In Rangvamual and Phunchawng, two villages near Aizawl known across the state as liquor dens, young men almost daily parked their motorcycles and cars next to thatched huts and wooden homes to drink country liquor or something costlier, creating traffic jams on a national highway running between the state’s lone airport and its capital city. But earlier this year, the central committee of the Young Mizo Association, which has been awarded for its work in controlling drug supply, “cleaned up” the area and forcefully evicted over 160 families it believed were involved in bootlegging and drug trafficking, most of them illegal migrants from Myanmar.
Ironically, it was while the state government was mulling the 1995 prohibition law that the seeds of a future indigenous liquor industry were being planted by a farmer bogged by crop failures. “We had no luck with the vegetables we planted on our land or with our animals, so in 1994 I went to Champhai and got some grape seeds. In 1996, we harvested two quintals, and two years later seven quintals of the fruit. We tried selling grapes at the market in Aizawl but there wasn’t much demand, so we began making wine. It became a hit, everyone started doing it,” said farmer R Thanzama, now 79.
The pioneering vineyard owner’s village, Hnahlan, became a home-grown brewery with most of the 600-odd families planting grape seeds on their farms, and brewing their wines in Sintex barrels. In acknowledgement of the popularity, the horticulture department organised the first grape festival in 2005. It was attended by hundreds, who spent the nights at local homes or slept on the meadows. Armed forces personnel stationed nearby sneaked off their base and drank wine hiding in villagers’ living rooms.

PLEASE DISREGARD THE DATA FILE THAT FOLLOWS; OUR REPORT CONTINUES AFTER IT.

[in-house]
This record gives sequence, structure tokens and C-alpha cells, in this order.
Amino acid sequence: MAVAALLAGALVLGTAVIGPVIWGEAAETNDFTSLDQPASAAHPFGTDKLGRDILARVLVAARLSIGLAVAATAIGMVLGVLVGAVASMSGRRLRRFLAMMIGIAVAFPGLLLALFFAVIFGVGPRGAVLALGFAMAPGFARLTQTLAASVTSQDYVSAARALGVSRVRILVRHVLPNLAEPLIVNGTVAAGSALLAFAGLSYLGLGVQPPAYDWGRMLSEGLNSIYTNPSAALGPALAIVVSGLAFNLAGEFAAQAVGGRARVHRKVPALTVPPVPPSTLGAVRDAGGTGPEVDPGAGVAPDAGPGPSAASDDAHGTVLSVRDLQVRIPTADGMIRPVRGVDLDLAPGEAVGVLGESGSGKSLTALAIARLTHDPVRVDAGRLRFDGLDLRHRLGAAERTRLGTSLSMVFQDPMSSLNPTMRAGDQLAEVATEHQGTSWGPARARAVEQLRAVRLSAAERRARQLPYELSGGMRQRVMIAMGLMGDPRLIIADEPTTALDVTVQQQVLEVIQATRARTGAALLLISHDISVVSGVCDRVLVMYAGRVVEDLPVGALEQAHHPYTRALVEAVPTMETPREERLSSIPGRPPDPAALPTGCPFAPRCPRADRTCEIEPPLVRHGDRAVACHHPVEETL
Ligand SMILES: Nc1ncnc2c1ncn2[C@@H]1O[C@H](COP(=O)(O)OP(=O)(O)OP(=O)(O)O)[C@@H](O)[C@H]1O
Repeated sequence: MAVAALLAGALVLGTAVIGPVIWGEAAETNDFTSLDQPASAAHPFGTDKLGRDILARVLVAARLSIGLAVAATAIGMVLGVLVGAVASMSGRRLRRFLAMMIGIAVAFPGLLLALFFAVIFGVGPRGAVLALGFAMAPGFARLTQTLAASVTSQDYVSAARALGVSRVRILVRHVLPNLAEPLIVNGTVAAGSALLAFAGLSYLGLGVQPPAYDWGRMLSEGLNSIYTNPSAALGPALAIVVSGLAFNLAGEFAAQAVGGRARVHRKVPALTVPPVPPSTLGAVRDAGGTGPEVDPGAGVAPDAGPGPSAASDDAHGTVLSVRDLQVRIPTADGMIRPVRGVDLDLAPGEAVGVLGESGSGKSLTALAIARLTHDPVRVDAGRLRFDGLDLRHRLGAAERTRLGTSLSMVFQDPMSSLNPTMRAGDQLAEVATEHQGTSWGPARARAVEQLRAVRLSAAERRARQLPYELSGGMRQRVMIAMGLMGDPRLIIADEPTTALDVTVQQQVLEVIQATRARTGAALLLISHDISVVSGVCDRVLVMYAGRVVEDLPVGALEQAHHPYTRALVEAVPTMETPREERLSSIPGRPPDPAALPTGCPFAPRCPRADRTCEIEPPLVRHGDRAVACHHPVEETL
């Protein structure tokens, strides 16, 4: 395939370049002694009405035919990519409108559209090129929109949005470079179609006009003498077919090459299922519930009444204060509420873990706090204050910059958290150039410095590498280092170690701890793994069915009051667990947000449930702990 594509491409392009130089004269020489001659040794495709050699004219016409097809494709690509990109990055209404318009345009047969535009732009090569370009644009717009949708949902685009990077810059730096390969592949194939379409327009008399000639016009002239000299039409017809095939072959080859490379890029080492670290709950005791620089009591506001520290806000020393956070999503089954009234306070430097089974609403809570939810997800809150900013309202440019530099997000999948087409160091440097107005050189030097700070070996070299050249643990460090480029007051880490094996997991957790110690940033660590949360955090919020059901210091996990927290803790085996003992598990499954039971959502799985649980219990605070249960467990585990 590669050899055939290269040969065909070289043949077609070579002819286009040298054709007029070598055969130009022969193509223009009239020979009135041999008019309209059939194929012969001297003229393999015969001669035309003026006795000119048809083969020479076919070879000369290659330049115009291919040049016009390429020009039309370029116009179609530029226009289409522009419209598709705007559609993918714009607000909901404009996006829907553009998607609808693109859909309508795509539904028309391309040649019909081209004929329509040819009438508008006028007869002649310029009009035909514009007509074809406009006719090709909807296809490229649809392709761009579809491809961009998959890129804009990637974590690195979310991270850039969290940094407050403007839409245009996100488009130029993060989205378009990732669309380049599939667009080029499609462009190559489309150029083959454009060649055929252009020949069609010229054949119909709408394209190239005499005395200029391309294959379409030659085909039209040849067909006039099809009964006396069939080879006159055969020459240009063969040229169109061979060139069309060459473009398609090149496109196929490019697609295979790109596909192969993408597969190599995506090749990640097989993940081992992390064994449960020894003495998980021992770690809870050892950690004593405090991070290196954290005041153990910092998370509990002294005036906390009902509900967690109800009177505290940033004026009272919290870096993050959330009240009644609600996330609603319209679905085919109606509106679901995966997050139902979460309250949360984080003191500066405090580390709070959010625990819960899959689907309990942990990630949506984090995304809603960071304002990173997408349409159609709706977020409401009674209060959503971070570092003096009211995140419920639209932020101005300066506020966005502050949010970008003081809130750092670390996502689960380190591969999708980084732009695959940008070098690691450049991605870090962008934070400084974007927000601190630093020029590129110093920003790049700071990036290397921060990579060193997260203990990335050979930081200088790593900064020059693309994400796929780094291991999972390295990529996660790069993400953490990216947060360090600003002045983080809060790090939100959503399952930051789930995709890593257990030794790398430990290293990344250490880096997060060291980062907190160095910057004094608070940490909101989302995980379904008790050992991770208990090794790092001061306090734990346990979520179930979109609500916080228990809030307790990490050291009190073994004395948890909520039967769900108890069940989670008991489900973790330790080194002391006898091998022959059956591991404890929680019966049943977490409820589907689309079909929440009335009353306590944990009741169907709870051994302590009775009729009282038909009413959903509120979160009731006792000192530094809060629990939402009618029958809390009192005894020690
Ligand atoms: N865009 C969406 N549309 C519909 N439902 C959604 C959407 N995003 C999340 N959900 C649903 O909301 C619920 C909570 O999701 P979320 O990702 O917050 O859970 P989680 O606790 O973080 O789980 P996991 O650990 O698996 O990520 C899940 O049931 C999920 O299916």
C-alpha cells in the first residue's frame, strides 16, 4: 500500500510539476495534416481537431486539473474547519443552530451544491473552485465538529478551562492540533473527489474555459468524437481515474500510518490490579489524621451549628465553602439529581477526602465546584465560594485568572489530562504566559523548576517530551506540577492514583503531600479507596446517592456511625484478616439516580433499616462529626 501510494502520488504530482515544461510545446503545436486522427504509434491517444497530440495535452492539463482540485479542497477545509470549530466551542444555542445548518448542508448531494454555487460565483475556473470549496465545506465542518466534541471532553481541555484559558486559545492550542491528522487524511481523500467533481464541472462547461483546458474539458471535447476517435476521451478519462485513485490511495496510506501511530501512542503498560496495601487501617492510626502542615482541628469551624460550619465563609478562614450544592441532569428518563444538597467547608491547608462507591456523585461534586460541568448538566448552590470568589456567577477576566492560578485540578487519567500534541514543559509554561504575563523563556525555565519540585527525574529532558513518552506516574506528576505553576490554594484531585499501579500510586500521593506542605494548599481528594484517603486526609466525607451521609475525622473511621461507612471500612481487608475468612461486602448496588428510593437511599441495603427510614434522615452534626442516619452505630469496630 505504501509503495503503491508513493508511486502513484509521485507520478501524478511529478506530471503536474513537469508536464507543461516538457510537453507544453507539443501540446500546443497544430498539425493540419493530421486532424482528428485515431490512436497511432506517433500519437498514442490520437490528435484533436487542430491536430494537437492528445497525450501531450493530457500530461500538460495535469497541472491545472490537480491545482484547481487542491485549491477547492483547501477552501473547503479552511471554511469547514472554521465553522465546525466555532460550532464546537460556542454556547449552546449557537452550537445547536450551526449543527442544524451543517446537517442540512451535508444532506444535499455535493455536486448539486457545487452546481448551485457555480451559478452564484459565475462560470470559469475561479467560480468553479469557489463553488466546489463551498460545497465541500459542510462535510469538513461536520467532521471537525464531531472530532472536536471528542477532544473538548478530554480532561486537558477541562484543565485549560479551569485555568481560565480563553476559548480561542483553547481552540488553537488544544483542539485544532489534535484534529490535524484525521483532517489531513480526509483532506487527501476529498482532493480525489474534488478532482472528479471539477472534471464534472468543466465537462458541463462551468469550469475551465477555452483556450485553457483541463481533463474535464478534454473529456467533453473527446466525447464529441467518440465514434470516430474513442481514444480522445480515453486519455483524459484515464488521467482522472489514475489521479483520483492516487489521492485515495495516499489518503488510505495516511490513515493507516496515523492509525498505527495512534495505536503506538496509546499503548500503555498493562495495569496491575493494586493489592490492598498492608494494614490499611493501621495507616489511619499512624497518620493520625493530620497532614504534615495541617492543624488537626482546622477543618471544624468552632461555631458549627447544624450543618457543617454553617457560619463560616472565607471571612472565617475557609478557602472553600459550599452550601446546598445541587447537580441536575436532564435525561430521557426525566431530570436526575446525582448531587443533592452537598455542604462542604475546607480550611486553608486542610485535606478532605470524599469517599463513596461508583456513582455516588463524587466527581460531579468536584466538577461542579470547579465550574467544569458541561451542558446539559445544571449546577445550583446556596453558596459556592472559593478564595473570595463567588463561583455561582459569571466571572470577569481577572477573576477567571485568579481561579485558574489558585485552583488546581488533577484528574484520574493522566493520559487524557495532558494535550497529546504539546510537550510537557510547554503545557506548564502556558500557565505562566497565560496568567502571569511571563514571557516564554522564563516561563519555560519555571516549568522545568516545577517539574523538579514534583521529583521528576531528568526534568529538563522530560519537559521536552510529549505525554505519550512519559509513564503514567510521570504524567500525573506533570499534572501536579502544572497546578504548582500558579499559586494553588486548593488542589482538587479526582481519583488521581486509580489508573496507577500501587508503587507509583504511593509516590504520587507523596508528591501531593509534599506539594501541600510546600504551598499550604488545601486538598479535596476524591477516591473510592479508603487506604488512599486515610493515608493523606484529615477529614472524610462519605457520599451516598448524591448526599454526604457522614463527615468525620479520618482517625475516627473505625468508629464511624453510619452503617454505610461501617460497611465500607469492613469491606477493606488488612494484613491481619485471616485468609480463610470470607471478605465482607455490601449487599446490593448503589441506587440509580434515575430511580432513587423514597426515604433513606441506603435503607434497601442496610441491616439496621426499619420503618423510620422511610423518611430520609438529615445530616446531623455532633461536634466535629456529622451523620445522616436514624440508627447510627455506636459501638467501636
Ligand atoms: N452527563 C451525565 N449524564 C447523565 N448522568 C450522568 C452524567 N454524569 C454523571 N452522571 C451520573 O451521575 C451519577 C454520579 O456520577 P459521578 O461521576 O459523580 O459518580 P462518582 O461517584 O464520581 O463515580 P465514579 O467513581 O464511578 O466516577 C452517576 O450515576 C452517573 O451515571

A decade later, two grape growers’ societies were formed and wineries established at both Hnahlan and Champhai using loans extended via the Mizoram Rural Bank. The Hnahlan brewery began formal production of Zawlaidi wine in 2009, with Champhai’s winery following suit the next year.
The then-ruling Mizo National Front, whose chief Zoramthanga represented Champhai, evidently caught a whiff of the brew and, in 2008, passed new rules to allow the manufacture and sale of wine from grapes, in what is now known as “the silent amendment”. The name was because of the powerful church's decision to not protest against it, although it did later successfully demand that the alcohol content be restricted to 11 per cent from the earlier 14 per cent. The wine industry is now worth approximately Rs 420 lakh, and a source of livelihood for many. For a state whose debt is 13 times its resources, this is not an insignificant figure.
Wine is not Mizoram’s most popular form of the contraband; it is not found at social gatherings apart from the occasional government-organized festival, where it is actively promoted. But it is consumed religiously by young men and women out for a night’s revels. This year, when production is less than normal, a bottle can fetch up to Rs 180 in the market at Aizawl.
But the public mood is largely against alcoholism, and the church keeps a close watch on the wine industry, strictly making sure indigenous wine is the only alcohol sold. Little wonder, then, that grape growers employ strange arguments to defend their livelihood. Local church elder and “adviser” to Hnahlan Wine Grower’s Society, V Lalthlamuana, sat holding a cup of local wine one evening this weekend and declared, “Grapes and wine are mentioned throughout the Old and New Testaments, they are inherent parts of the scriptures,” before proceeding to gulp down his cup’s contents.